Wednesday, 3 August 2016

The Delegation Principle & Friends of Freedom

by Brian Bamford
THE recent attack on a pensioner during the Annual General Meeting of the Friends of Freedom Press at 84B, Whitechapel High Street in Whitechapel, and the altercation that has followed has opened up a can of worms.  It represents an interesting case in legal terms and I have written to the Secretary of the Friends of Freedom press accordingly:
'Since the events that occurred on the 22nd, June 2016, on the premises at 84B, Whitechapel High Street, an issue of the law relating to the Tort of Vicarious Liability has been raised in this context... The point here is does the Friends of Freedom Press have a 'particular legal relationship' to the persons who attacked me, and did the Friends 'exercise such care as a reasonably prudent person would use under similar circumstances'?'    
The precise relationship between the Friends of Freedom Press (the master) and the 'Collective' (the servant) is critical to the understanding of the mechanics of what takes place in the building known as Freedom Press, at 84B, Whitechapel High Street, Whitechapel near Aldgate East Tube Station.  In the law of Tort, a master is held liable for acts of his servant performed in the course of the servant's employment. 

It has been noted that supplying liqour to a constable on duty is an offence requiring mens rea and yet (in Sherras v De Rutzen) a licensee may be vicariously liable for his servants' act in so doing (Mullins v Collins [1874]) and the same considerations apply to the offence of suffering gaming to be carried out in licensed premises. (Bosley v Davies [1875]) mens rea required; Bond v Evans [1888] licensee liable for servants' acts)

Perhaps a better example and somewhat more relevant to the situation at Freedom Press now pertaining is the case of Allen v Whitehead [1930] and this involves the 'Delegation Principle': 

Under the Metropolitan Police Act of 1839, s.44, it is an offence to

'knowingly permit or suffer prostitutes or persons of notorious bad character to meet together and remain in a place where refreshments are sold and consumed'.

In the Allen v Whitehad case D, the occupier of a café, while receiving the profits of the business, did not himself manage it, but employed a manager.  Having had a warning from the police, D instructed his manager that no prostitutes were to be allowed to congregate on the premises and had a notice to that effect displayed on the walls.  He visited the premises once or twice a week and there was no evidence that any misconduct took place in his presence,  Then, on eight consecutive days, a number of women, known to the manager to be prostitutes, met together and and remained there between the hours of 8 p.m. and 4 a.m.  In this case it was held by the Divisional Court that D's ignorance of the facts was no defence.  Thus the acts of the servant and his mens rea were both to be imputed to is master, not simply because he was a servant, but because management of the house had been delegated to him.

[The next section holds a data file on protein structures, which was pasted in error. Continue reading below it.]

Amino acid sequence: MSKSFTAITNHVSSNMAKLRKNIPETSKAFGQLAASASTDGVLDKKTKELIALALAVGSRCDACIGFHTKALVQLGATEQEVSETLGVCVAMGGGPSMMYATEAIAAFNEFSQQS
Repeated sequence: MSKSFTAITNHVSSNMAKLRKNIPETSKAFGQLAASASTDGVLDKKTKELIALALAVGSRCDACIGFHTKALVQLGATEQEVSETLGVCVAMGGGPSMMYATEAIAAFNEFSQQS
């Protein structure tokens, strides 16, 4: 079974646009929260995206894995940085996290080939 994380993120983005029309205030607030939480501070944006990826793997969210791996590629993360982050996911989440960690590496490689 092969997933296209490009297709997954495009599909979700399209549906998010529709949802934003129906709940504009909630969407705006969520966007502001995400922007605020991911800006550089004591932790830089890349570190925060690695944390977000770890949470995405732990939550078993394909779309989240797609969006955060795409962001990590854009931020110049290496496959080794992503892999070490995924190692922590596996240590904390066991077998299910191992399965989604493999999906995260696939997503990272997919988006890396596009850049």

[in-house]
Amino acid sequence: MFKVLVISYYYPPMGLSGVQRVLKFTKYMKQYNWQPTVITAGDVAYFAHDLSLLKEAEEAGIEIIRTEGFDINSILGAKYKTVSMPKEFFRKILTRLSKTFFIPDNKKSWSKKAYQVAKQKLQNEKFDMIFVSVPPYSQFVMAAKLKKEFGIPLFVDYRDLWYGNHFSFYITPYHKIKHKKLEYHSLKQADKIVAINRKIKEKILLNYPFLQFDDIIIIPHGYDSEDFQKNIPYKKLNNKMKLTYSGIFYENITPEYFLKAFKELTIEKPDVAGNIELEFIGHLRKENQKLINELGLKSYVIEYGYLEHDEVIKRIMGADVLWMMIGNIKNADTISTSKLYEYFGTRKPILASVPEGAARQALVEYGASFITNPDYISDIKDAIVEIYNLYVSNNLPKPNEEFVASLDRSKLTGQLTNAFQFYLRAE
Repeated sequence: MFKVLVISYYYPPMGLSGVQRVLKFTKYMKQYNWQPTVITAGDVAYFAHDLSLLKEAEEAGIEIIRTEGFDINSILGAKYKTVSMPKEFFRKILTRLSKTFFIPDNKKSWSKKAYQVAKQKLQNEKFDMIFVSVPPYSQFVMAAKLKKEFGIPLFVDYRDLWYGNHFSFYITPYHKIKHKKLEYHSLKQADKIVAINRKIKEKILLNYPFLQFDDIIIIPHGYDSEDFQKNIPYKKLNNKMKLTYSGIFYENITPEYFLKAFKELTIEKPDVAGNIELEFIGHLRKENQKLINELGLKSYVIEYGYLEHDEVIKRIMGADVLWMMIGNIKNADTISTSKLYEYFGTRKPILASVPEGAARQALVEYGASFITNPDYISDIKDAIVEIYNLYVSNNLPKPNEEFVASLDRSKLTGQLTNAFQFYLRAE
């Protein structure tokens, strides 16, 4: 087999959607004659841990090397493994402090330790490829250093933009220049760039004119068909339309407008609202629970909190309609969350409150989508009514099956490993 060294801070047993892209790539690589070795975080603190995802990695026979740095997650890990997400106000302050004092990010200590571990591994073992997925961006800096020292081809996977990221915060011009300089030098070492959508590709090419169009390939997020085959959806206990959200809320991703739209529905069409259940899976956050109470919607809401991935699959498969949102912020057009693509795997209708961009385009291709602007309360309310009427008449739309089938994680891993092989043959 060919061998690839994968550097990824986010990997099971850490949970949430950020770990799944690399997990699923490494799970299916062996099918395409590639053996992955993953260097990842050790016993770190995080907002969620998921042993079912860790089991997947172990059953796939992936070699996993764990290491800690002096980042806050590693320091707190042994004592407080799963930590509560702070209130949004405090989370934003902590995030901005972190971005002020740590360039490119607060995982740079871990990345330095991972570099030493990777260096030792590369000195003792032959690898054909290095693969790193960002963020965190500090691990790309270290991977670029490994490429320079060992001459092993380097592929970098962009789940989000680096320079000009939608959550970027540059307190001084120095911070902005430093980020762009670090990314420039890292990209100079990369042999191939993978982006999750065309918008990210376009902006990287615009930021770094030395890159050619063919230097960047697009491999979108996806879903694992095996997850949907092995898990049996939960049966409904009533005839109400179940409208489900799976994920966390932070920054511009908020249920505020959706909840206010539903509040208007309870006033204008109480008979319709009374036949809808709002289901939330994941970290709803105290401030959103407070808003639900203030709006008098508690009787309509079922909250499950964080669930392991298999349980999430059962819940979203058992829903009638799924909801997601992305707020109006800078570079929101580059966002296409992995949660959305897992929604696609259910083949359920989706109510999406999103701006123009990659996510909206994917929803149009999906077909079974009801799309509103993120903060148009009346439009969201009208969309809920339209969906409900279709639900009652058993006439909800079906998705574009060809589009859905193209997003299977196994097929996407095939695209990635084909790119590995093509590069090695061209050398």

In Linnet v Metropolitan Police Commissioner [1946] we have a closer example of the relationship between the Friends of Freedom Press and Andy Meinke, the manager of the freedom Bookshop who co-ordinates the 'Freedom Collective':

In the Linnet case it was held, following the case of Allen v Whitehead, that one of two co-licensees was liable for the acts of the other in knowingly permitting disorderly conduct in the licensed premises, although the other was neither his servant nor his partner, but simply his delegate in 'keeping' the premises.

It is not clear if people like the Freedom Bookshop manager, Andy Meinke, or his colleague, Simon Saunders, can be categorised as servants or partners in their relationship to the Friends of Freedom Press who own the premises upon which Mr Meinke operates but they would certainly appear to be their 'delegate' and seemingly the delegation principle would apply here in so far as he is 'keeping' the premises.  And if these people (Meinke and Saunders) are indeed 'delegates' then the Friends of Freedom Press could well be viciously liable for the acts of these delegates.*

In this respect the Friends could be liable for not only what took place during the altercations between these delegates at the time of the Friends of Freedom Press AGM when many of the affiliated Friends were actually on the premises, but they could also be liable for the actions of these delegate parties when the Friends are not on the premises such as at 'Socials' at which drink may be sold without a licence etc. by these same  delegates.  In these circumstances is no defence for the Friends of Freedom Press to claim that they had no knowledge of the actions of these delegates.  The situation is complicated slightly by the fact that we have learned that Donald Rooum, a Friend of Freedom Press re-elected at the last AGM, has been financing the 'Collective' out of his own pocket. 


*  Criminal Law, Smith & Hogan [1978]

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